The interplay between the fear and control has to do with how individuals are accepted within groups, especially groups that define themselves mostly ideologically in their shared identity. In Evangelical Christianity, these groups include families, small groups, networks of friends, churches, seminaries, networks of colleagues, and more.

      The “all or nothing” and “my way or the highway,” is individualistic in its truth-believing but social in its consequence.

      The patterns are: You believe all of this, or you’re not one of us. You believe our way, or you take the highway of separation. Dealing with anathema isn’t anything new to the church.

      The fear isn’t fear of God. It’s fear of being accepted or rejected by what is one’s social context. This is how control is manifest.

      There are different ways to control. Tools include ones such as silencing, shaming, and shunning.

      Often when these techniques are taken up in less mainstream groups who use the carrots and sticks of controlled conformity in ways lacking nuance, we refer to these groups as cults.

      Regardless, when the foundations include such fear and control as means to its ends, an environment is created. Certain kinds of abusive behaviors find opportunity to go unchecked. As Chris states, “…families have been affected by the carnage of prideful and narrow biblical interpretation, it sometimes really does only take one bad apple to spoil the bunch.”

      Bigger than the exegetical is the teleological. What is the end? What is the group’s vision of what the Kingdom of God is? What is the group’s vision how it will come about?

      The exegetical can not be separated from the eschatological. There are only two possible ends. In one, we see that the Kingdom is within and that the the cruciform way will win in the end. In the other, we see ourselves needing to be rescued, not by that which is living within, but by escapist intervention from the outside. A central point of the story is that the Messiah did not come as expected the first time around; in many profound ways, God’s chosen people did not get the rescuer they longed for.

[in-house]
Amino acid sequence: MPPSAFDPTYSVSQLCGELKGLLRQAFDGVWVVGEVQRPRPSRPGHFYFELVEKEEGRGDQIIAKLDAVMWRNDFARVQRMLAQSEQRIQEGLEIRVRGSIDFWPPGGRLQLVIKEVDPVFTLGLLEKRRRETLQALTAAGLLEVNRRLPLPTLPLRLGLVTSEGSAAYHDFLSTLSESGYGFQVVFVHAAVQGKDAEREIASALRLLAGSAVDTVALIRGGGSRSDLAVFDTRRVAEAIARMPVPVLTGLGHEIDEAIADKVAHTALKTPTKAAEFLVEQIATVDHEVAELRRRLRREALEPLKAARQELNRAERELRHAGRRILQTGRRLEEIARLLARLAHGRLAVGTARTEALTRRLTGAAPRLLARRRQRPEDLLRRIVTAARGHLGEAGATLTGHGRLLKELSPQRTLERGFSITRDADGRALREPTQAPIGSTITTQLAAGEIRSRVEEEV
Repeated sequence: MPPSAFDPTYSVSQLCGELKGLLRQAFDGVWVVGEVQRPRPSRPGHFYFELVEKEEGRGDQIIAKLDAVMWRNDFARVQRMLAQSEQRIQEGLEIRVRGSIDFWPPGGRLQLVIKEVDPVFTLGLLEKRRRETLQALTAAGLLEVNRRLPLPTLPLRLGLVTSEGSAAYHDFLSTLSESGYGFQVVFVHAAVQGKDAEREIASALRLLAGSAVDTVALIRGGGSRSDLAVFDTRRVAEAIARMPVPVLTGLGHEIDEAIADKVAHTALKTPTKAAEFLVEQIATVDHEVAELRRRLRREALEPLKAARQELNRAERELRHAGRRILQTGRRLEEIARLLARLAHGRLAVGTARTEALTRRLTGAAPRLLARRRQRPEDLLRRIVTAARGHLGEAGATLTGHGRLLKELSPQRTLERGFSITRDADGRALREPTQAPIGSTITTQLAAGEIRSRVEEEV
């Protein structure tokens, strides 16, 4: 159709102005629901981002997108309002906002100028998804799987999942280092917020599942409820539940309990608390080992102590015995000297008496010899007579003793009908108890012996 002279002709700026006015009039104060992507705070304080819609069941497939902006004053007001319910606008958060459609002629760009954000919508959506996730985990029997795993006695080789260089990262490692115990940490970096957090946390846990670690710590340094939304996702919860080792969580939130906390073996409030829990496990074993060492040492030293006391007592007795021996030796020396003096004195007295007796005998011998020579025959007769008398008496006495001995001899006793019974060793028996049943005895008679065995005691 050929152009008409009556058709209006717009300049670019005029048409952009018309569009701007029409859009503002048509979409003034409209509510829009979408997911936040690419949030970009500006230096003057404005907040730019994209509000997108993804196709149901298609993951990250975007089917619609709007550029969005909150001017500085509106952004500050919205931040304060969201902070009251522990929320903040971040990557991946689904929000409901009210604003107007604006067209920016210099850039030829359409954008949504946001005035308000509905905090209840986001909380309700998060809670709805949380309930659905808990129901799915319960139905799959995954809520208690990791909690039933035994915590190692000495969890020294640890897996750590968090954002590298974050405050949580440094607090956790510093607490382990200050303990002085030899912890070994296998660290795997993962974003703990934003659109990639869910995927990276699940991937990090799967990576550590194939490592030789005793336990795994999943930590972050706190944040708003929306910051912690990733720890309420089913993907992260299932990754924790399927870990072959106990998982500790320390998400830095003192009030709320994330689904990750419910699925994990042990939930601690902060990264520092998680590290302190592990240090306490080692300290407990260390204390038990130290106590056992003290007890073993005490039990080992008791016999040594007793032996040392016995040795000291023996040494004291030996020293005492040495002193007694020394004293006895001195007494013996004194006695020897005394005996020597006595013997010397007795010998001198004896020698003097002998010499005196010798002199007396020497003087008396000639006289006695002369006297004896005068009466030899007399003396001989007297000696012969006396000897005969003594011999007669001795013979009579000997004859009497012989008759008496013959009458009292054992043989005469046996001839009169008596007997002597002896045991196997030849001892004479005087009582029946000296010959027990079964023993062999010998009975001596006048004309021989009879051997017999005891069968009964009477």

It often feels uncommon to find Christians who believe that the way of the Beatitudes and the simple summation of the Law and the Prophets is the timelessly unconquerable means to, and end of, the Lamb’s eternal reign.

      May fear- and control-based religion die.

      Soon.

      • scott caulley

        well put. To that I would only add that the question is not just teliological, but theological. What kind of God does one require to oversee a system which operates through fear and control? Evangelical text critic Dan Wallace objects to Preservationism, because it is “telling God what he must have done.” But this is precisely what a narrow doctrine of inerrancy seeks to accomplish (which Wallace ostensibly defends). It is another way of stating what John Bassett said, above–God is a really bad author in need of a really good editor…us!

        • Brian P.

          What kind of God would operate through fear and control?

          One answer is this: The kind that is often popularly taught and caught in many churches; the kind that many contemporary atheists reject.